Even though submicroradian tracking and pointing accuracy was not required to establish the link as part of the airborne demonstration, the pointing and tracking elements of the system were designed, built, and tested to meet the 0.6-µrad pointing accuracy required in an orbital environment. Because of the relaxed volume constraints, the program emphasized development of system architecture and electro-optical elements for the system (Figure 2).

Figure 2: AFTS Electro-Optics Package (Left) and Overall System Block Diagram (Right) [3].

Figure 2:  AFTS Electro-Optics Package (Left) and Overall System Block Diagram (Right) [3].


Overall, the program was highly successful in meeting the program objectives, including [3]:

  • A diffraction-limited 5-µrad transmit beam from a beryllium optical telescope.
  • Submicroradian wideband (300 Hz) tracking and pointing under simulated satellite dynamic environments.
  • Low-noise, high-gain silicon APDs.
  • A high-power (50-mW average output power) TEM00, mode-locked frequency-doubled Nd:YAG laser efficiently pumped with
    a potassium-rubidium, stable, high-intensity-discharge lamp.
  • Near theoretical bit error rate (BER) performance of a 1-Gbps optical link.

In addition, although not an originally intended objective, a wealth of data was obtained regarding the performance of optical links from an airborne terminal operating through the aircraft boundary layer. Through collection of both scintillation and beam- wander data at both ground and airborne terminals, much was learned regarding the impact of aircraft boundary layer and link turbulence on design of lasercom terminals.  These findings would prove valuable for later system applications.


As the final AFTS air-to-ground demonstrations were concluding, studies were under way for modernization of legacy DSP systems. Since the initial DSP satellite launch in 1970, the DSP satellite system has provided the United States with ballistic missile launch detection. Originally deployed with three operational satellites—one generally over the Atlantic Ocean, another over the Pacific Ocean, and a third over Europe—the DSP provided early warning of missile threats to the continental United States. With the original constellation, the western satellite relied on remote ground terminals located on foreign territory to receive threat data, which were then relayed to the continental United States for processing and evaluation. The eastern satellite downlinked data directly to a U.S. ground station terminal. As part of the modernization effort, the USAF sought to eliminate the need to rely on foreign ground stations by establishing a cross-link between the two operational satellites. At that time, only two viable technologies existed for practical cross-linking between satellites in geosynchronous orbit: lasercom and 60-GHz RF communication. As part of the modernization effort, the USAF funded a trade study to assess 60-GHz vs. laser communications for the DSP laser cross-link implementation. Because of the relative maturity of lasercom technology, and because lasercom was considered the long-term solution for secure relay of U.S. intelligence data, this technology was selected for implementation of the LCS. In 1980, McDonnell-Douglas was contracted to develop a lasercom terminal for the DSP satellite [4].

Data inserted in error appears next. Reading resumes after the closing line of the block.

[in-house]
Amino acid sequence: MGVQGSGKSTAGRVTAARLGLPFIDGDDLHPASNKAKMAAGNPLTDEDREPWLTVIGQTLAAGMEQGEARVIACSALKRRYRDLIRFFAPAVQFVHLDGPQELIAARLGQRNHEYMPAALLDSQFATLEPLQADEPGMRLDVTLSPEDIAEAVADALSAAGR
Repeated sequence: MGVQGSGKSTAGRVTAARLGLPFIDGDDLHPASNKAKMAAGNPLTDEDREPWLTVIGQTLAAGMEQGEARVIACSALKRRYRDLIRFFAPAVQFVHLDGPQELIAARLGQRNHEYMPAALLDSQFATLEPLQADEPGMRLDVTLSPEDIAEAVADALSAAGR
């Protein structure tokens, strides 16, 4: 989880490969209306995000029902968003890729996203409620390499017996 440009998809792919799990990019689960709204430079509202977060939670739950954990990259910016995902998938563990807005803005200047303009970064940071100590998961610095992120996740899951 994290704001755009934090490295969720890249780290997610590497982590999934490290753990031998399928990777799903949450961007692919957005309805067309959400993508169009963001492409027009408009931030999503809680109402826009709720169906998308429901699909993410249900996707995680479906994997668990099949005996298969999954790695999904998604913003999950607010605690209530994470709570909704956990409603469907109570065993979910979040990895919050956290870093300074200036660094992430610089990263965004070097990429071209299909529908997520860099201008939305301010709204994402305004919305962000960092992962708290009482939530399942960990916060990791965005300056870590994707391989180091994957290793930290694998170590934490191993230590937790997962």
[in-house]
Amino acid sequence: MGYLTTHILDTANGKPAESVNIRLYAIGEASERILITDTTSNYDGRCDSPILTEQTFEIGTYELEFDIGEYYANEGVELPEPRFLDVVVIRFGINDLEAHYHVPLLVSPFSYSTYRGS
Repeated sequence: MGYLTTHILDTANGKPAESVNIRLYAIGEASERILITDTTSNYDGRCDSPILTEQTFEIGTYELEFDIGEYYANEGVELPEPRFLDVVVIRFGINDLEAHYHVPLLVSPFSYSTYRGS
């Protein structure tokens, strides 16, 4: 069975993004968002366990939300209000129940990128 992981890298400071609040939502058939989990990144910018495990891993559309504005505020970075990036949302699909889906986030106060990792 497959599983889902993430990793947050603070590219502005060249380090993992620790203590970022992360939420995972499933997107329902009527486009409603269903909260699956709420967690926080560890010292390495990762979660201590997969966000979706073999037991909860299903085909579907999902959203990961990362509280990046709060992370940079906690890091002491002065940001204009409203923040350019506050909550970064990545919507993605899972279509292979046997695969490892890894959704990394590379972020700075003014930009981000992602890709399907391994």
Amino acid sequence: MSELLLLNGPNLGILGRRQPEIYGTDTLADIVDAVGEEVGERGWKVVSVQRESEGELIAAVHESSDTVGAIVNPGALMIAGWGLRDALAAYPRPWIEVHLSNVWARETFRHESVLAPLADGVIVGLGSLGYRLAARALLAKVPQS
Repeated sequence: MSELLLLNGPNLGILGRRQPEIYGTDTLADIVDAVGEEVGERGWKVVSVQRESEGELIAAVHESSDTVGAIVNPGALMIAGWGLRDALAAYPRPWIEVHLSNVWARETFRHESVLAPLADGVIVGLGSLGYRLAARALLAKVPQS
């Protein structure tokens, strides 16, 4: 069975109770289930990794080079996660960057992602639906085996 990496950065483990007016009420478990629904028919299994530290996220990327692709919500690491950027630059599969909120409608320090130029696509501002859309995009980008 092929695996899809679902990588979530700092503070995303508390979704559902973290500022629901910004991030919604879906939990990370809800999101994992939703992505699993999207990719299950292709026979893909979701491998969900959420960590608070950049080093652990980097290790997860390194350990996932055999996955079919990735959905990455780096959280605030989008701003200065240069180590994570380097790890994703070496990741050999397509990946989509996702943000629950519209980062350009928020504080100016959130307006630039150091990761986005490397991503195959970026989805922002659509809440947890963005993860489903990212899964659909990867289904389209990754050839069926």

McDonnell-Douglas conducted an initial trade study of two different optical cross-link technologies: a direct diode modulated link and a short-pulse-modulation format based on the Nd:YAG laser. McDonnell-Douglas engineers determined that the Nd:YAG-based link was the only technology exhibiting adequate maturity to satisfy the following requirements: rapid link acquisition, nuclear survivability, and operation with the sun in the receiver field of view.  Consequently, McDonnell-Douglas was awarded a research, development, test, and evaluation (RDT&E) contract in 1980.

The DSP LCS was required to transmit primary sensor data (Link 5) in one direction and satellite command and control information (Link 6) in the opposite.  For the primary sensor to image the full field of regard, the DSP satellite exhibits constant rotation, with the axis of rotation pointed toward the center of the earth. Thus, for the cross-link to maintain a constant link to the opposite satellite, a gimballed telescope was mounted on a boom extending from the satellite body (Figure 3).  While adding complexity, McDonnell-Douglas developed an elegant solution that featured a counter-rotating gimballed telescope. By necessity, this solution limited cross-link operation to a narrow set of satellite on-orbit stations, which ultimately led to the program’s termination.